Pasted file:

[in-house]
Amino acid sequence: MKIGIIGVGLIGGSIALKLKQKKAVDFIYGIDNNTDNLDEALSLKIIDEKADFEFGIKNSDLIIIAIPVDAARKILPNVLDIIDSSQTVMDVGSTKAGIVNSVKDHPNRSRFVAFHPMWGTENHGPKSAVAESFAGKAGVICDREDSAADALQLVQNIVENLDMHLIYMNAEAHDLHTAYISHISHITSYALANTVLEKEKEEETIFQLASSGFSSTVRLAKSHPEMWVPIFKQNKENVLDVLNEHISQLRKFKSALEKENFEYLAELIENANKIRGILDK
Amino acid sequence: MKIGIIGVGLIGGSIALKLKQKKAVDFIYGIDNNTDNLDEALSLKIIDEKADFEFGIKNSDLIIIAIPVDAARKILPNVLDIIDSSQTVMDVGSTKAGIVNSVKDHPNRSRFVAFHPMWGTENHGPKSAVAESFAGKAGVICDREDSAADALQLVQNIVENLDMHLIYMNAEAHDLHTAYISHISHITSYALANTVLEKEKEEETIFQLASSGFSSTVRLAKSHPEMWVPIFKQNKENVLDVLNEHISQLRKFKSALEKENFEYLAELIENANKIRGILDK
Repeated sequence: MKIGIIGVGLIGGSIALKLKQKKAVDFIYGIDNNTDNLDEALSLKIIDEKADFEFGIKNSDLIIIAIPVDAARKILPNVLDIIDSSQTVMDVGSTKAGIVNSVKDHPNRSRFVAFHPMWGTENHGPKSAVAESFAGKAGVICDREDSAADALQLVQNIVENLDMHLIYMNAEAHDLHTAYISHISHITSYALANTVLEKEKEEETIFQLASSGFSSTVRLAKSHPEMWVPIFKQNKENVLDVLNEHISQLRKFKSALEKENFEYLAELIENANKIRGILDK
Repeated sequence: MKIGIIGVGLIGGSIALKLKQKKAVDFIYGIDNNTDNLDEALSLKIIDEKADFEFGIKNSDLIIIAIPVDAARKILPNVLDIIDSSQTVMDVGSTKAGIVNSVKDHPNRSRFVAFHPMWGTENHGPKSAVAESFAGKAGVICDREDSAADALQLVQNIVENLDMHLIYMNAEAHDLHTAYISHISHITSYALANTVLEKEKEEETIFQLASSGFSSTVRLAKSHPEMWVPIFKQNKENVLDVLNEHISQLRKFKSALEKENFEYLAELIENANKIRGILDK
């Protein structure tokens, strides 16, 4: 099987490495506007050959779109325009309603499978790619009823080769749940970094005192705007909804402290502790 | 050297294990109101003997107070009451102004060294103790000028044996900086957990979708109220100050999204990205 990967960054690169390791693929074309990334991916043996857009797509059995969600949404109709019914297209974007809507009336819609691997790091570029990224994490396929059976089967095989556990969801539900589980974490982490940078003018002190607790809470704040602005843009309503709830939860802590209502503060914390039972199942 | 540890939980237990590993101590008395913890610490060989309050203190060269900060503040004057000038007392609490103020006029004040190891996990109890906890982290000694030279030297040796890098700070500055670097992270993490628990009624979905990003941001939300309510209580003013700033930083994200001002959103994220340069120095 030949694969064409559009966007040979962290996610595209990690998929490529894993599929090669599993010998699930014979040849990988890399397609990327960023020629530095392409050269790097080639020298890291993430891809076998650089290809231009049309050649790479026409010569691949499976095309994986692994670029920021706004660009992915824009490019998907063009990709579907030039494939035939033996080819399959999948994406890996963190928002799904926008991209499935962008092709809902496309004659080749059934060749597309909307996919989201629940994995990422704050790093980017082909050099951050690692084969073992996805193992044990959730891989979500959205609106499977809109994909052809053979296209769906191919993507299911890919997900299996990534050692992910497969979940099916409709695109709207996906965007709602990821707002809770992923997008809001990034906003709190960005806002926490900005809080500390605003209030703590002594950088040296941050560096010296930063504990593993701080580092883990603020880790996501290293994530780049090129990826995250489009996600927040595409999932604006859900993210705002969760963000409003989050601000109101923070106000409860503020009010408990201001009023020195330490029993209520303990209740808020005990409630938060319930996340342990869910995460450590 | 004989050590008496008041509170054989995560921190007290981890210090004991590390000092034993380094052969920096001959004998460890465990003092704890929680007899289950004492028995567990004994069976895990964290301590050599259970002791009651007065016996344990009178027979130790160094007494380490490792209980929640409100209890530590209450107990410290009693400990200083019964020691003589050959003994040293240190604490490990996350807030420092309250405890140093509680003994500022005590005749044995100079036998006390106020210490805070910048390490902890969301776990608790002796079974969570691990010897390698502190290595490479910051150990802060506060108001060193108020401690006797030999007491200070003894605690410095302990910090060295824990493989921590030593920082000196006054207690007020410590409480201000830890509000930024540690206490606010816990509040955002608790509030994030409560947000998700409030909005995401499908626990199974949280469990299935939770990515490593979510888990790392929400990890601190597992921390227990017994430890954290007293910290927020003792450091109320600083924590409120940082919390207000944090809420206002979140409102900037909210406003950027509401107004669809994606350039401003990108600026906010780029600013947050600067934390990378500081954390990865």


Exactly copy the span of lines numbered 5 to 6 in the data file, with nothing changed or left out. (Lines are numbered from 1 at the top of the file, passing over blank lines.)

Repeated sequence: MKIGIIGVGLIGGSIALKLKQKKAVDFIYGIDNNTDNLDEALSLKIIDEKADFEFGIKNSDLIIIAIPVDAARKILPNVLDIIDSSQTVMDVGSTKAGIVNSVKDHPNRSRFVAFHPMWGTENHGPKSAVAESFAGKAGVICDREDSAADALQLVQNIVENLDMHLIYMNAEAHDLHTAYISHISHITSYALANTVLEKEKEEETIFQLASSGFSSTVRLAKSHPEMWVPIFKQNKENVLDVLNEHISQLRKFKSALEKENFEYLAELIENANKIRGILDK
């Protein structure tokens, strides 16, 4: 099987490495506007050959779109325009309603499978790619009823080769749940970094005192705007909804402290502790 | 050297294990109101003997107070009451102004060294103790000028044996900086957990979708109220100050999204990205 990967960054690169390791693929074309990334991916043996857009797509059995969600949404109709019914297209974007809507009336819609691997790091570029990224994490396929059976089967095989556990969801539900589980974490982490940078003018002190607790809470704040602005843009309503709830939860802590209502503060914390039972199942 | 540890939980237990590993101590008395913890610490060989309050203190060269900060503040004057000038007392609490103020006029004040190891996990109890906890982290000694030279030297040796890098700070500055670097992270993490628990009624979905990003941001939300309510209580003013700033930083994200001002959103994220340069120095 030949694969064409559009966007040979962290996610595209990690998929490529894993599929090669599993010998699930014979040849990988890399397609990327960023020629530095392409050269790097080639020298890291993430891809076998650089290809231009049309050649790479026409010569691949499976095309994986692994670029920021706004660009992915824009490019998907063009990709579907030039494939035939033996080819399959999948994406890996963190928002799904926008991209499935962008092709809902496309004659080749059934060749597309909307996919989201629940994995990422704050790093980017082909050099951050690692084969073992996805193992044990959730891989979500959205609106499977809109994909052809053979296209769906191919993507299911890919997900299996990534050692992910497969979940099916409709695109709207996906965007709602990821707002809770992923997008809001990034906003709190960005806002926490900005809080500390605003209030703590002594950088040296941050560096010296930063504990593993701080580092883990603020880790996501290293994530780049090129990826995250489009996600927040595409999932604006859900993210705002969760963000409003989050601000109101923070106000409860503020009010408990201001009023020195330490029993209520303990209740808020005990409630938060319930996340342990869910995460450590 | 004989050590008496008041509170054989995560921190007290981890210090004991590390000092034993380094052969920096001959004998460890465990003092704890929680007899289950004492028995567990004994069976895990964290301590050599259970002791009651007065016996344990009178027979130790160094007494380490490792209980929640409100209890530590209450107990410290009693400990200083019964020691003589050959003994040293240190604490490990996350807030420092309250405890140093509680003994500022005590005749044995100079036998006390106020210490805070910048390490902890969301776990608790002796079974969570691990010897390698502190290595490479910051150990802060506060108001060193108020401690006797030999007491200070003894605690410095302990910090060295824990493989921590030593920082000196006054207690007020410590409480201000830890509000930024540690206490606010816990509040955002608790509030994030409560947000998700409030909005995401499908626990199974949280469990299935939770990515490593979510888990790392929400990890601190597992921390227990017994430890954290007293910290927020003792450091109320600083924590409120940082919390207000944090809420206002979140409102900037909210406003950027509401107004669809994606350039401003990108600026906010780029600013947050600067934390990378500081954390990865």